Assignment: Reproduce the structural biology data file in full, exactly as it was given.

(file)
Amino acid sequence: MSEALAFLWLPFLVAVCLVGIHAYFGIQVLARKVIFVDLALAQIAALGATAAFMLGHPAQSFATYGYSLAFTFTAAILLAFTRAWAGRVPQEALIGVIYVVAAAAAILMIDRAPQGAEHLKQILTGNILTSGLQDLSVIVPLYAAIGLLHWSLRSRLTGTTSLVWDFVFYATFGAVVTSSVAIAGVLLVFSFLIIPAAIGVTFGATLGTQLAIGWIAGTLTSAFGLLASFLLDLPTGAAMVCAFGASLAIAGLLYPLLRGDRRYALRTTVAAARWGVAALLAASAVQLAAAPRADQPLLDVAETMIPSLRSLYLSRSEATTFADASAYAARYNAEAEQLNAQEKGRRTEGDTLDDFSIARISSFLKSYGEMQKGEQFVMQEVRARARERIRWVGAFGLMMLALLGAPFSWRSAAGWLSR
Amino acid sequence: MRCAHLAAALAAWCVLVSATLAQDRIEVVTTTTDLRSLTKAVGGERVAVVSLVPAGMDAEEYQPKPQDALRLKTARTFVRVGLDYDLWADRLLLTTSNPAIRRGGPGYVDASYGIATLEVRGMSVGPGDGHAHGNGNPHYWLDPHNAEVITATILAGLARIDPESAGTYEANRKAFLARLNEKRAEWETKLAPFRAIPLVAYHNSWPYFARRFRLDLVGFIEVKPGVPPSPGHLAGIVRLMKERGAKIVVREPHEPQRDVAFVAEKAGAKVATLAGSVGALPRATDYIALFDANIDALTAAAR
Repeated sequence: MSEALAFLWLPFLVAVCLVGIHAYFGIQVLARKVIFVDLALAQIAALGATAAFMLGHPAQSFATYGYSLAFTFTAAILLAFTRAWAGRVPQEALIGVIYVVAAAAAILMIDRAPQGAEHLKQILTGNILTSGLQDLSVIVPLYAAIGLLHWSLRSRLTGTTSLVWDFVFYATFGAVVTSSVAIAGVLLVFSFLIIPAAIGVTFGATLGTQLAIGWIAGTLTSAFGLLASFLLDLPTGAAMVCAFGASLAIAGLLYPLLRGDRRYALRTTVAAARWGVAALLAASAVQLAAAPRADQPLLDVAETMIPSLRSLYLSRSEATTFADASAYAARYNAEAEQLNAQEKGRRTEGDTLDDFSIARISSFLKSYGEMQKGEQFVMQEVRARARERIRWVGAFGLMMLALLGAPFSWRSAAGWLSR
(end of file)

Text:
Amino acid sequence: MSEALAFLWLPFLVAVCLVGIHAYFGIQVLARKVIFVDLALAQIAALGATAAFMLGHPAQSFATYGYSLAFTFTAAILLAFTRAWAGRVPQEALIGVIYVVAAAAAILMIDRAPQGAEHLKQILTGNILTSGLQDLSVIVPLYAAIGLLHWSLRSRLTGTTSLVWDFVFYATFGAVVTSSVAIAGVLLVFSFLIIPAAIGVTFGATLGTQLAIGWIAGTLTSAFGLLASFLLDLPTGAAMVCAFGASLAIAGLLYPLLRGDRRYALRTTVAAARWGVAALLAASAVQLAAAPRADQPLLDVAETMIPSLRSLYLSRSEATTFADASAYAARYNAEAEQLNAQEKGRRTEGDTLDDFSIARISSFLKSYGEMQKGEQFVMQEVRARARERIRWVGAFGLMMLALLGAPFSWRSAAGWLSR
Amino acid sequence: MRCAHLAAALAAWCVLVSATLAQDRIEVVTTTTDLRSLTKAVGGERVAVVSLVPAGMDAEEYQPKPQDALRLKTARTFVRVGLDYDLWADRLLLTTSNPAIRRGGPGYVDASYGIATLEVRGMSVGPGDGHAHGNGNPHYWLDPHNAEVITATILAGLARIDPESAGTYEANRKAFLARLNEKRAEWETKLAPFRAIPLVAYHNSWPYFARRFRLDLVGFIEVKPGVPPSPGHLAGIVRLMKERGAKIVVREPHEPQRDVAFVAEKAGAKVATLAGSVGALPRATDYIALFDANIDALTAAAR
Repeated sequence: MSEALAFLWLPFLVAVCLVGIHAYFGIQVLARKVIFVDLALAQIAALGATAAFMLGHPAQSFATYGYSLAFTFTAAILLAFTRAWAGRVPQEALIGVIYVVAAAAAILMIDRAPQGAEHLKQILTGNILTSGLQDLSVIVPLYAAIGLLHWSLRSRLTGTTSLVWDFVFYATFGAVVTSSVAIAGVLLVFSFLIIPAAIGVTFGATLGTQLAIGWIAGTLTSAFGLLASFLLDLPTGAAMVCAFGASLAIAGLLYPLLRGDRRYALRTTVAAARWGVAALLAASAVQLAAAPRADQPLLDVAETMIPSLRSLYLSRSEATTFADASAYAARYNAEAEQLNAQEKGRRTEGDTLDDFSIARISSFLKSYGEMQKGEQFVMQEVRARARERIRWVGAFGLMMLALLGAPFSWRSAAGWLSR